Nothing is Impossible

BPJ_112_10.c1.inddRecent work in molecular bioelectricity has demonstrated the ability to radically alter animals’ morphology despite a normal genomic sequence. Cells make decisions and cooperate towards complex anatomical goal states using bioelectric gradients that are only detectable in the living state and invisible to the mainstream protein or mRNA profiling approaches. The study of these non-neural bioelectrical networks have allowed us to create living “impossible objects” in the highly regenerative planarian flatworm system. For example, flatworms can be made permanently two-headed by a transient change of their bioelectrical circuit. A brief shift of their bioelectric network to a new attractor state permanently alters their pattern memory so that in the future, they will regenerate as two-headed forms out of middle fragments cut in plain water, despite their wild-type genomic sequence.  M. C. Escher was an artist with a keen appreciation of “impossible” or “undecidable” objects, drawing many two-dimensional forms (such as ever-descending staircases) that cannot exist in our three-dimensional world.

We drew inspiration for our image on the cover of the May 23 issue of Biophysical Journal from Escher’s visions, as the worms we report in our paper are in a sense “impossible objects,” whose target morphology does not match their current anatomy. They are also “undecidable objects” because each worm stochastically decides to be one or two-headed upon amputation, persisting in an undecided state. The image is specifically based on the M. C. Escher woodcut Another World II, a.k.a. Other World II, which masterfully depicts paradoxical views of an alien landscape, revealing different aspects of reality but not matching our expectations based on the perspective we take looking through each of the windows in the structure.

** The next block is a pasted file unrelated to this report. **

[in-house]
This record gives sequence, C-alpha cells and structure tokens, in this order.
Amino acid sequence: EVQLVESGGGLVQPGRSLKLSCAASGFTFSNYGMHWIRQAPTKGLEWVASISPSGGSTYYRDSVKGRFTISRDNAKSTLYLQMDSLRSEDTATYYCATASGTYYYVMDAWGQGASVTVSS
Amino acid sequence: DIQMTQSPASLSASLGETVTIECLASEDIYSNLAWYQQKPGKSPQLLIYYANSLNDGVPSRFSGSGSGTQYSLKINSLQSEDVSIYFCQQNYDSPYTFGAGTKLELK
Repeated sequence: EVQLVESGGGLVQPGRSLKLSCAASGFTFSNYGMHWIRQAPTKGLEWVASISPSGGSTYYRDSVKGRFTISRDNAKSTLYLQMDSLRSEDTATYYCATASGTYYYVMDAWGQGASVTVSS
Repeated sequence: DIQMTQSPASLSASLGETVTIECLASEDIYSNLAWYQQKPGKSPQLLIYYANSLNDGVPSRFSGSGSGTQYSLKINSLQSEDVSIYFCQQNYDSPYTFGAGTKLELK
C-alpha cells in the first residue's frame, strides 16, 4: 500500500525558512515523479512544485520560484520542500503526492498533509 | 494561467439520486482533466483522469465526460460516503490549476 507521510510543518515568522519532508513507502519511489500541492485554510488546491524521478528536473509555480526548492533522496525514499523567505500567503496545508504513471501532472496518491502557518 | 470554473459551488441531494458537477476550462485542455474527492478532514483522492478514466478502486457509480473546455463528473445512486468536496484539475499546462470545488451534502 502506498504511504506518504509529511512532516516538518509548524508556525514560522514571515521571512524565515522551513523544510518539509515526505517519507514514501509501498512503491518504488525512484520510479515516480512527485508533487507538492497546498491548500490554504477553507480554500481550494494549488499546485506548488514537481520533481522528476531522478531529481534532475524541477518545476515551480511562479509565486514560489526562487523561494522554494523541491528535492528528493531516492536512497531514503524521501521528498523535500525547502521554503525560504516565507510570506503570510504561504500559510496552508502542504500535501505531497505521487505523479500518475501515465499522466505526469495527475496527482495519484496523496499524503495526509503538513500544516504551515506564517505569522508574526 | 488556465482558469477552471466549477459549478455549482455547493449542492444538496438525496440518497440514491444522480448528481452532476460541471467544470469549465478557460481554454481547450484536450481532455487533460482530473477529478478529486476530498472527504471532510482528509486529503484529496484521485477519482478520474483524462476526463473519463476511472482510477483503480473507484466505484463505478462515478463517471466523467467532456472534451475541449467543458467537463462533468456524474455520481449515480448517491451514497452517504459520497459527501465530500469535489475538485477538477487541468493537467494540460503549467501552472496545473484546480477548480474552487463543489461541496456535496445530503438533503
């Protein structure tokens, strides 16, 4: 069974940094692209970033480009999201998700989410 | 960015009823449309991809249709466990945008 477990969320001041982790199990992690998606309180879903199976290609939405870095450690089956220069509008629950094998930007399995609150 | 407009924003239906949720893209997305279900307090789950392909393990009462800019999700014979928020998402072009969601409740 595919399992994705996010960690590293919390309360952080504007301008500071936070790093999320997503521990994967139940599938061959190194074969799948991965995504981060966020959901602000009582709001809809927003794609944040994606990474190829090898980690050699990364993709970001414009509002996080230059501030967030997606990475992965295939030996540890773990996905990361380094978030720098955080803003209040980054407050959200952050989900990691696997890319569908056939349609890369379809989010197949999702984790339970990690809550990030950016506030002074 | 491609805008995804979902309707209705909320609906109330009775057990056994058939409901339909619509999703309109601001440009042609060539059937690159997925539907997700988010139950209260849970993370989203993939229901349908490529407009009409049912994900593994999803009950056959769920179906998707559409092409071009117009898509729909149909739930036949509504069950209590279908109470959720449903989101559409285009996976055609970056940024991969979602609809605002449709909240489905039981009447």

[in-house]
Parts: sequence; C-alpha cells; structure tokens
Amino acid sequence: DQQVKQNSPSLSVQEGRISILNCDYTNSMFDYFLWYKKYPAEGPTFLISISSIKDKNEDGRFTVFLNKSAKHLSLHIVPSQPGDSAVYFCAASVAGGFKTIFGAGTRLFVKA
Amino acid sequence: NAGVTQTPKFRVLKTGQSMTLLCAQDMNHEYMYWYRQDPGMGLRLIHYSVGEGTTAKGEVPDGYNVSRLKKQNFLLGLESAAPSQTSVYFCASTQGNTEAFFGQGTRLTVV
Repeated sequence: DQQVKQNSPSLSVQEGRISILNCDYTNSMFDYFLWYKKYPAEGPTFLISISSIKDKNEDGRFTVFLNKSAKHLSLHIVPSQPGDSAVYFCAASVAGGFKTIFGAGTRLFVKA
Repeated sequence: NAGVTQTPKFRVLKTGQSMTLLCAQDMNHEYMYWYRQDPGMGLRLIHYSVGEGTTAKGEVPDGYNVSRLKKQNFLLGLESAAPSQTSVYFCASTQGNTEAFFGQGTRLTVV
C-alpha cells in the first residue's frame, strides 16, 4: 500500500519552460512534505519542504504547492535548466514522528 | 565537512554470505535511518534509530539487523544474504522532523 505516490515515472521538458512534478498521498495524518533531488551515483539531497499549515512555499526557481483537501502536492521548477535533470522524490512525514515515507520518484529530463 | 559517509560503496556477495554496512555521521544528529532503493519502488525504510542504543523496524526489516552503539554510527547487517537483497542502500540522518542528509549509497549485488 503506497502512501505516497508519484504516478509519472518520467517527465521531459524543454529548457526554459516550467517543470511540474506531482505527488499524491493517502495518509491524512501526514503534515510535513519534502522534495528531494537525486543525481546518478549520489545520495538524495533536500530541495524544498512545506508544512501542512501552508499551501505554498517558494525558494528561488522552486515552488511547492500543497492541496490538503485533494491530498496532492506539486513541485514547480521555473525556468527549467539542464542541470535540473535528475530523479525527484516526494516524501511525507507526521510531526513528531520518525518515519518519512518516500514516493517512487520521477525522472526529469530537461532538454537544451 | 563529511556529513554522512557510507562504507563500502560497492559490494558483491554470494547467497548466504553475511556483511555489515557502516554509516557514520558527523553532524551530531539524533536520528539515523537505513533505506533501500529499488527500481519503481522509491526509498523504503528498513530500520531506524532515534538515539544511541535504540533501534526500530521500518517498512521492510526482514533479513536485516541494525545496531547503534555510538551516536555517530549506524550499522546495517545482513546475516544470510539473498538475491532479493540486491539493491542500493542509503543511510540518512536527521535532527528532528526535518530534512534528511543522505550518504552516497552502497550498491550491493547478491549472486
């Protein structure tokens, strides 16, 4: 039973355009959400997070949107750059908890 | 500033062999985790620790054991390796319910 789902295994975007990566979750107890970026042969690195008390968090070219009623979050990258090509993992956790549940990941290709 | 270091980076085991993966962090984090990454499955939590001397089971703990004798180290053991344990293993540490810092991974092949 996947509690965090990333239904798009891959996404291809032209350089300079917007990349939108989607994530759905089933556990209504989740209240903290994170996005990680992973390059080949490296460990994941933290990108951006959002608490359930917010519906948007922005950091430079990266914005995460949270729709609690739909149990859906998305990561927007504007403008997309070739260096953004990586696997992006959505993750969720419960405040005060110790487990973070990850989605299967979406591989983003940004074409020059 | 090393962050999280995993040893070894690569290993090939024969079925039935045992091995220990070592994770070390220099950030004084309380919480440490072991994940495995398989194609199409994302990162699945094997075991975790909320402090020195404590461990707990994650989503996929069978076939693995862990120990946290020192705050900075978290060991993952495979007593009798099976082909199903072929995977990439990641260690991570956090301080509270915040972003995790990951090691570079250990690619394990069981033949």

ImageThis image is a perfect complement to our work on the physiological determinants of patterning. These experiments revealed a new perspective on the control of biological anatomy, which exhibit rules and properties quite different from what is seen when the same object is viewed through the portal of genetic networks or biochemical gradients. To adapt the original woodcut for this image, the color was changed to the blue/red pseudocoloring used to image voltage gradients in the planaria, and the bird-like creature Escher used in the original has been changed to one- or two-headed planaria.

Interestingly, Escher was well aware of the remarkable properties of planaria, as shown  in his 1959 lithograph Planaria (Flatworms). However, the study of bioelectric regulation of growth and form applies well beyond planaria.  It is relevant to the detection and repair of birth defects (especially of the face, brain, and left-right axis), the induction of regeneration of limbs, and detection or reprogramming of cancer, as well as synthetic bioengineering. Much like neural networks in the brain, somatic bioelectric networks store pattern memories and process information that guide development, regeneration, and cancer suppression. Beyond biomedical applications in regenerative medicine and bioengineering, the study of bioelectric communication within tissues in vivo is a branch of the emerging field of primitive cognition.

Evolution takes advantage of biophysical processes to drive computation and decision-making in the brain and body; learning to manipulate this process may allow us to achieve currently impossible biological objects, with structure and function far beyond those we can envision today.

The cover image was created by Jeremy Guay, of Peregrine Creative.

– Fallon Durant, Junji Morokuma, Christopher Fields, Katherine Williams, Dany Adams, Michael Levin

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